EMPIRICAL RESEARCH ON CO-WORKING SPACES | CO-WORKING RESEARCH
Empirical Research on Coworking Spaces Contemporary coworking spaces originated in 2005 in San Francisco. These were places where the “third way” of working was found: a balance between the “standard” work life within a traditional, well-delimited workplace in a community-like environment, and an independent work life as a freelancer, characteristic of freedom and independence, where the worker is based at home in isolation.
Nevertheless, it should be mentioned that as the co-working space concept appeared only in 2005, it has developed really fast over the past 11 years and has become a management innovation . There is not a lot of research in the sphere of coworking spaces as it is a brand-new concept. In addition, most of the quality research was based on interviews, which cannot be the only way of exploring a phenomenon. There are two perspectives on coworking spaces: that of the users and the hosts. The needs of both these sides are completely varied, even though their goal—to be successful—is the same.
Different scholars have defined various elements of co-working spaces. Leforestier identified the following co-working space operating elements: community, advice, support, promotion, mentor, and coworker. In addition, Kojo et al. identified service factors for strategy operations through user experiences such as a “Sense of welcome”, “Possibilities for multi-use of the building and spaces”, “Informality and ease”, “Inspiration and facilitation”, and “Constant narrative of spaces”. Seo et al. found important elements of coworking spaces such as “Co-working management”, “Membership management” and “Supporting management” (the research was conducted with 60 hosts of co-working spaces by using the analytic hierarchy process.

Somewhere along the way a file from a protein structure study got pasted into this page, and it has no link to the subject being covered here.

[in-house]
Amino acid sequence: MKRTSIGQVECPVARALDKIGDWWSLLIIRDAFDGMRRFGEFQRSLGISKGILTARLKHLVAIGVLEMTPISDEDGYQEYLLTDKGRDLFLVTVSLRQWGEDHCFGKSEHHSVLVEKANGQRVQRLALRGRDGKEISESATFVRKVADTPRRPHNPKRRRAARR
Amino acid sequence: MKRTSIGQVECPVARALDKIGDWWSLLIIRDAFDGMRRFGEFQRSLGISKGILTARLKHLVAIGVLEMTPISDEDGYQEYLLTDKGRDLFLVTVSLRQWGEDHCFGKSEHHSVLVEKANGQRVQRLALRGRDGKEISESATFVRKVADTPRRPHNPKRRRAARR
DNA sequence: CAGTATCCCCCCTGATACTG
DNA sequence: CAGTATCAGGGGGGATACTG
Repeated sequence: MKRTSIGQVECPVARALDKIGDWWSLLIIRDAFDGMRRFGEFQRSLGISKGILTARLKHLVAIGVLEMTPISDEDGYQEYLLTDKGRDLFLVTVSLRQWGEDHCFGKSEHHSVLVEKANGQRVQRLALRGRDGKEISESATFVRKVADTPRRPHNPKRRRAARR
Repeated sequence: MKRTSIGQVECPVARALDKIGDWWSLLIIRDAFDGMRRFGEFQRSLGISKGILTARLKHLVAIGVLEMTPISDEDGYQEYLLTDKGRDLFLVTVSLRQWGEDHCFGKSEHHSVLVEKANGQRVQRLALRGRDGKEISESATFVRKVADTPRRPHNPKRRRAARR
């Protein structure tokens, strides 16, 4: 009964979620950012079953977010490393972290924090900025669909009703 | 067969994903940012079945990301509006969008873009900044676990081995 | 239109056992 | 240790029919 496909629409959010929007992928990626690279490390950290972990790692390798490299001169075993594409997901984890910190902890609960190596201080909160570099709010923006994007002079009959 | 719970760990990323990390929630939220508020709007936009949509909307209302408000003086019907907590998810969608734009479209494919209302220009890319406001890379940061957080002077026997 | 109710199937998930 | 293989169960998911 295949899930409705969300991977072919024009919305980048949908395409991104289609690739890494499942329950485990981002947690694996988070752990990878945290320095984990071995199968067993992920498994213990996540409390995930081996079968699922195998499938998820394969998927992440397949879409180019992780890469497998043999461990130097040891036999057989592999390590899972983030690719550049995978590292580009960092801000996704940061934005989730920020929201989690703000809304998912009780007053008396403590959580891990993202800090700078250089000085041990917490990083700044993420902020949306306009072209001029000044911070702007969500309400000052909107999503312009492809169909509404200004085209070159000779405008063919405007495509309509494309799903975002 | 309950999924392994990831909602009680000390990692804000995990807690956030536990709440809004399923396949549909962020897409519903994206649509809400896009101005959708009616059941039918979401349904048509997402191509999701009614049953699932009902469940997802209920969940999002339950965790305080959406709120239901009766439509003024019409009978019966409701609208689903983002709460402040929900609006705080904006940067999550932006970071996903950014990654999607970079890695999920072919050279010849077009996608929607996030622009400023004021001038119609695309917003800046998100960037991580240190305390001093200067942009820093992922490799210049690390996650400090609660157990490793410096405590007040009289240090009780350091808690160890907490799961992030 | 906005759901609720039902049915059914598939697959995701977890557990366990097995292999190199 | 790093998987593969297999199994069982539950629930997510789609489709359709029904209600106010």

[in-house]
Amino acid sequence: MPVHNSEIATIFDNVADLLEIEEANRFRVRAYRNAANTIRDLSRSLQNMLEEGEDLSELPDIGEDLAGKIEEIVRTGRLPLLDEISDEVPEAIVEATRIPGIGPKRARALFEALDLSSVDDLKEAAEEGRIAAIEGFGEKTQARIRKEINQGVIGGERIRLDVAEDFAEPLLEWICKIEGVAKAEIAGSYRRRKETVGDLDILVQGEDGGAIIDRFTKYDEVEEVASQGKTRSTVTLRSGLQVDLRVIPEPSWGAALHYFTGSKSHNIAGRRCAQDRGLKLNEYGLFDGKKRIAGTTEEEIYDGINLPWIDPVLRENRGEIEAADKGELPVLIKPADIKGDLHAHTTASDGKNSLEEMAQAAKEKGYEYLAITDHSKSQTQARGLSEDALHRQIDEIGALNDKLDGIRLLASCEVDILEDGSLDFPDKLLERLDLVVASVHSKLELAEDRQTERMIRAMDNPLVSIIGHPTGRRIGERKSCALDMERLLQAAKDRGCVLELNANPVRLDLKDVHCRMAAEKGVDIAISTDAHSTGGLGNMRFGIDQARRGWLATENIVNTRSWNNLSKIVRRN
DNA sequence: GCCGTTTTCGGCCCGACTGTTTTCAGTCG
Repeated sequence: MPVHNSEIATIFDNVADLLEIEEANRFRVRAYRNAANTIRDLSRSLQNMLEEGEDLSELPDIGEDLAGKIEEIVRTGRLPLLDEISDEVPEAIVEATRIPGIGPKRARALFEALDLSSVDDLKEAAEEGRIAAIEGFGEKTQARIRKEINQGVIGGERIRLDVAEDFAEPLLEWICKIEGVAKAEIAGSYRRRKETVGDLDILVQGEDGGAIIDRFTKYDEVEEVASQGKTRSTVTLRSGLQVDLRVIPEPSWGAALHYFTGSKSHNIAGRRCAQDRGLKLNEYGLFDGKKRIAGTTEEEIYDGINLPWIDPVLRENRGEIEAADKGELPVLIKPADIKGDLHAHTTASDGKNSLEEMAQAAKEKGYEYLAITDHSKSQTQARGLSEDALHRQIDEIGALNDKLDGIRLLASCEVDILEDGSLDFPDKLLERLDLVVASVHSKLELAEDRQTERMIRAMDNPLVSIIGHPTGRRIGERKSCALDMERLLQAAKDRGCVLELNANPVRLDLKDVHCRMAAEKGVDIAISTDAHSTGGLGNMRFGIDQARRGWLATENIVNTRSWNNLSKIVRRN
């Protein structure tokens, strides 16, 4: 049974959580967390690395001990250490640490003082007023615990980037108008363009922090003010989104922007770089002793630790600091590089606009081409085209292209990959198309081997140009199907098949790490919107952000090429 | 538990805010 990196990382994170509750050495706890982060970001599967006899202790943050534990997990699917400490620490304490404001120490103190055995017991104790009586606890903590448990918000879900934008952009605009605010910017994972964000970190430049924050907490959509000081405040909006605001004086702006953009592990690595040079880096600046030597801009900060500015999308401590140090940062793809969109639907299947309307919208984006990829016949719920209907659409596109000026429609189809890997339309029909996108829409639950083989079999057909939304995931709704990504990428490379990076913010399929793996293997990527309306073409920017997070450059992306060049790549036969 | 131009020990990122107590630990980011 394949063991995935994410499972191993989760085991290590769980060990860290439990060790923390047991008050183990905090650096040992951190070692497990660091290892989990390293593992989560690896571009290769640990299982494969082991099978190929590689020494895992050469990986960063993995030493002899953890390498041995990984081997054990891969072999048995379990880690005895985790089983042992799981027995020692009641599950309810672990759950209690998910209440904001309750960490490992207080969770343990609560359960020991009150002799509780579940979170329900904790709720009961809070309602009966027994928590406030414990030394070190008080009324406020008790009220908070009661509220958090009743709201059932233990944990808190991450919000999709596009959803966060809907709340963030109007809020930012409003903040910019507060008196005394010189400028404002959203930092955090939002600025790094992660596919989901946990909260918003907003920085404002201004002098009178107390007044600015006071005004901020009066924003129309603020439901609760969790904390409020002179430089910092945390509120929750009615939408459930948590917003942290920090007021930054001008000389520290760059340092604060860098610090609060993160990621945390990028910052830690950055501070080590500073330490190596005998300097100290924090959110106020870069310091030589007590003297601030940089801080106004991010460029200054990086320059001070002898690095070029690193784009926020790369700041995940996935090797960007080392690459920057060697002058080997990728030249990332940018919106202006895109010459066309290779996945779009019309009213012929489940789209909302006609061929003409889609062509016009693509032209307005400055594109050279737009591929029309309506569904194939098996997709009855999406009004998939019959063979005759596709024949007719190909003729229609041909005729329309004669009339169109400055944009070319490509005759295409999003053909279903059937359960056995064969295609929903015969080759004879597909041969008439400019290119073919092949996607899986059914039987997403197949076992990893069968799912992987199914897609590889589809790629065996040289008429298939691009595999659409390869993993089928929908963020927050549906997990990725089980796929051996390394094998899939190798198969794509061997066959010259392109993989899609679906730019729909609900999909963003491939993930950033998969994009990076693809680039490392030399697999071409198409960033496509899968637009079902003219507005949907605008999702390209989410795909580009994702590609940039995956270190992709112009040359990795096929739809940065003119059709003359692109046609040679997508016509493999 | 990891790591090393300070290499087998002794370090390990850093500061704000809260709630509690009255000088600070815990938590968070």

For application in co-working space research, two levels of the AHP model have been designed. This model was suggested by Seo et al ; see Figure . The elements were collected from advanced papers.
The model uses both users and providers’ perspectives. The first level presents key management criteria that include coworking management, membership management, and supporting management. The second level captures sub-attributes of the first level’s criterion. Coworking management is related to relationship facilitation, networking event and party, and community and communication. Membership management is a key criterion of service diversity and price plan, promotion and public relations, and alliance and partnership. Space and interior, facility and device solution, and mentoring and education are sub-attributes of supporting management.
The AHP survey data were collected from users and hosts separately. The respondents of this research are 60 co-working space hosts in 23 cities of South Korea and 64 users of coworking spaces from main cities such as Seoul, Busan, Daejeon, and Daegu. The survey was conducted over five months; we obtained 49 responses from hosts and 56 from users after verification of the consistency ratio (CR) value (CR ≤ 0.1). CR ≤ 0.1 indicates that responses to the AHP questionnaire are satisfactory in terms of consistency.
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